Five years ago I was 31 years old, had just started what I thought was an exciting new job and my partner had just graduated from law school. His law school though was a three-hour drive away and even though we owned a townhome together in the DC metro area, he had to rent an apartment near the school and commute back home on the weekends. This went on for three years and while it wasn’t an easy time for either of us, we knew it was for the best in the long term. That’s why I wanted to plan a huge celebration to commemorate his passage of the Bar Exam so we could relax and spend some time together. After years of hoarding frequent flier miles and Marriott Rewards points I had managed to cobble together an amazing, $25,000 trip at no cost to us. Our plan was to explore parts of Southeast Asia, Bangkok principally.
My partner had been to Thailand before; he spent a month or so there while backpacking around the world after college. It was my first time though and I was excited. It was also my first time to Asia and my first time to what one would call a developing country. (Well, sort of my first time) I had a lot of expectations, but of course Bangkok would prove those all wrong in every good way possible.
We only had a week there, but I was mesmerized. The smell of the city is what I remember most. Bangkok has its own, glorious smell and to me is a combination of exotic spices, foods and people. Our hotel was on the Chao Phraya River and watching the sunset every night from our balcony quickly became our favorite part of the day. The week was a blur of sightseeing, street food and river taxi rides. By the end of the second day I understood why my partner loves the city so much as I had fallen victim to its spell as well.
That was a happy time; looking back I feel like it was a more innocent time. It was the last fling before my partner launched into a stressful law career, making long trips a hard to achieve luxury. It was before we both had gone through certain tragedies in our lives, making us grow up faster than we would’ve liked and casting a pall of realism that would never leave us. It was before we built a house and before life pressures had taken their toll. It’s a period that I have come to romanticize; a golden era in the life and times of Matt as it were. I suppose that’s why I wanted to return to this city to mark our 10th anniversary in the spring of 2012, to return to that age of innocence.
Just as we had changed, a little for the better and a little for the worse, cities must necessarily change as well. Bangkok especially is in a frenetic state of change; the ebbs and flows of the city can be sensed immediately. Even though I knew it had changed in some ways, I was curious if it would still be the city with which I’d fallen in love. I also hoped that it would help us return to a state of innocence and grace we had lost.
What struck me first as our car left the airport and entered Bangkok was how much more of it there seemed to be. Sure Bangkok had modern buildings and malls when we were there a few years ago, but there seemed to be more of them. Where we stayed was in the middle of this modern mass of commercialism and had it not been for the blanket of humidity, I could have been almost anywhere in the world. Across the street was a Starbucks, next to a McDonalds, next to a Häagen-Dazs. Where was Bangkok? Where was my pineapple in a bag and flash fried chicken and rice cooked on a street corner? Where were my monks and random kids running through the streets?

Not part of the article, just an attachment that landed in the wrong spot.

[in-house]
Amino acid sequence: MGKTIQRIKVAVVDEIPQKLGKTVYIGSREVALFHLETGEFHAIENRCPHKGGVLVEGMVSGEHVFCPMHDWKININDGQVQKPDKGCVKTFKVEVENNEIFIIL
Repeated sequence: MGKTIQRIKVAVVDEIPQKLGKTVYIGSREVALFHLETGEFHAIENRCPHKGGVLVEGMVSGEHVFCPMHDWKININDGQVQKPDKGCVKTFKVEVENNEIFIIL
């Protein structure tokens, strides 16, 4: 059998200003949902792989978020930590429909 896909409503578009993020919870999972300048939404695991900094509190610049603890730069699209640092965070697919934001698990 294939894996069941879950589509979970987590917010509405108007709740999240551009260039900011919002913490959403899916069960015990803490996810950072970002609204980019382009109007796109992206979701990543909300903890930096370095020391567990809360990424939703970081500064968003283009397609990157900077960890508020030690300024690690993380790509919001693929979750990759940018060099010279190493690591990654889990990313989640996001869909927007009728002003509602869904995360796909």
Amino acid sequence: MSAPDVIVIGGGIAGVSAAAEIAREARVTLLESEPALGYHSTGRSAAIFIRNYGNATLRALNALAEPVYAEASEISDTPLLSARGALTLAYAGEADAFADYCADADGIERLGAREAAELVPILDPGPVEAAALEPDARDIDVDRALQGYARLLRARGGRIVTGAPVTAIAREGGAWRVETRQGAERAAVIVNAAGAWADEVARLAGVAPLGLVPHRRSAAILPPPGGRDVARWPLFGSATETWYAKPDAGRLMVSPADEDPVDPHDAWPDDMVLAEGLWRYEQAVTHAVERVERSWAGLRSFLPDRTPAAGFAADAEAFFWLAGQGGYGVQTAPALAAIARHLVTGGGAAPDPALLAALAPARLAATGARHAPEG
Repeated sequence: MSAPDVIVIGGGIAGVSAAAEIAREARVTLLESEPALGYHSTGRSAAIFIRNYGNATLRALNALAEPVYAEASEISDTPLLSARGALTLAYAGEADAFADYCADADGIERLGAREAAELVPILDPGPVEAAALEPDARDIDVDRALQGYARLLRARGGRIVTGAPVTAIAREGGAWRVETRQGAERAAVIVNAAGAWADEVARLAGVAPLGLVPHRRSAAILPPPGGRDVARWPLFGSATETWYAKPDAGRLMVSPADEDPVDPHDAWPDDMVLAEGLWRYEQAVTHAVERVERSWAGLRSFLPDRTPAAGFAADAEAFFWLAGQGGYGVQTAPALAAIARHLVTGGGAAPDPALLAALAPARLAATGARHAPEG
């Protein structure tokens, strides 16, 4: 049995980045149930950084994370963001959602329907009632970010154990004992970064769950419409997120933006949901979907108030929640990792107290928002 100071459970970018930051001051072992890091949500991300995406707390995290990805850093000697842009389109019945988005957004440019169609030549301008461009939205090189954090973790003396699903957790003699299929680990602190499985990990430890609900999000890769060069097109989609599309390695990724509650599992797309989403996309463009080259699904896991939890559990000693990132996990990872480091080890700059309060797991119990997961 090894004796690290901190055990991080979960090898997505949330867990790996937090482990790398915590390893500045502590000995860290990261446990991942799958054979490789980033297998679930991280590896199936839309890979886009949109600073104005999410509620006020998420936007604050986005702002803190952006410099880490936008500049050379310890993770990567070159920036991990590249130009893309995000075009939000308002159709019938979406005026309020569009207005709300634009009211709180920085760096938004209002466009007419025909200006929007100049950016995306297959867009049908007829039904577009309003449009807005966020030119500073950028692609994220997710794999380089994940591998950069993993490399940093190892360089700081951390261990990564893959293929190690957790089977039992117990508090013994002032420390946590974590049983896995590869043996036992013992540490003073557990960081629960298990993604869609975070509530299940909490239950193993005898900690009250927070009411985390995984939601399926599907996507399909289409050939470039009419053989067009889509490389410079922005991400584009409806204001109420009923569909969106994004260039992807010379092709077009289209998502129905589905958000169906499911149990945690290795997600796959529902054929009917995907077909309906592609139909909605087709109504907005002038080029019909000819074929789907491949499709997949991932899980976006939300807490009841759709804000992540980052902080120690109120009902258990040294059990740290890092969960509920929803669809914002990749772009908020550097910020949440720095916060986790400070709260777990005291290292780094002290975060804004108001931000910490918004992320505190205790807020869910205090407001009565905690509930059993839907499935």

Not to worry, they’re all still there, but even they didn’t seem the same. Bangkok is even more of a tourist draw than it was five years ago, a feat I had presumed to be impossible. The city is almost overrun with people from around the world on vacation, eager to explore the orient for the first time. I think it’s great they’re there, but I wish they hadn’t all been there at the same time.
We sought to recreate some of our favorite experiences, in a subliminal attempt to recapture that youth and innocence I mentioned. Wat Arun was as magnificent as always and reaffirmed the superlative of being my favorite place in Bangkok. We crossed the river for dinner at our favorite restaurant, which due to some miracle was still there. We watched the sun set over the mighty river and marveled at the reds, blues and purples that splayed across the sky in a perfect gloaming. We ate rice and chicken, we retraced old routes and discovered new neighborhoods. We were still annoyed at Khao San Road and just as thankful for Thai hospitality as ever. Even these experiences had changed though, some for the better and others not.
Although I could see the change in the city, the growth and expansion, I began to wonder if the change I felt wasn’t coming from me instead. I’m a much different person than I was just five years ago and while I can point to some concrete aspects of Bangkok that have evolved over the same time, I think I was the reason for not enjoying the city as I once did.
I wrote about this before and at the risk of repeating a post, I’m not sure it’s possible to “go home again” and try to reproduce magical travel experiences. Bangkok taught me that while the city changed, that’s not what I had a problem with. I had a problem with how I had changed.
We spent our last evening at a fancy hotel, enjoyed a massage and an evening of Thai food under the stars. All around us the city was moving as fast as ever and Thai techno music reverberated off the banks of the river from a passing dinner cruise boat. No, it’s not the same Bangkok I remember, not exactly. But that’s ok because even though both the city and I had grown up a bit, I still loved it as much as ever.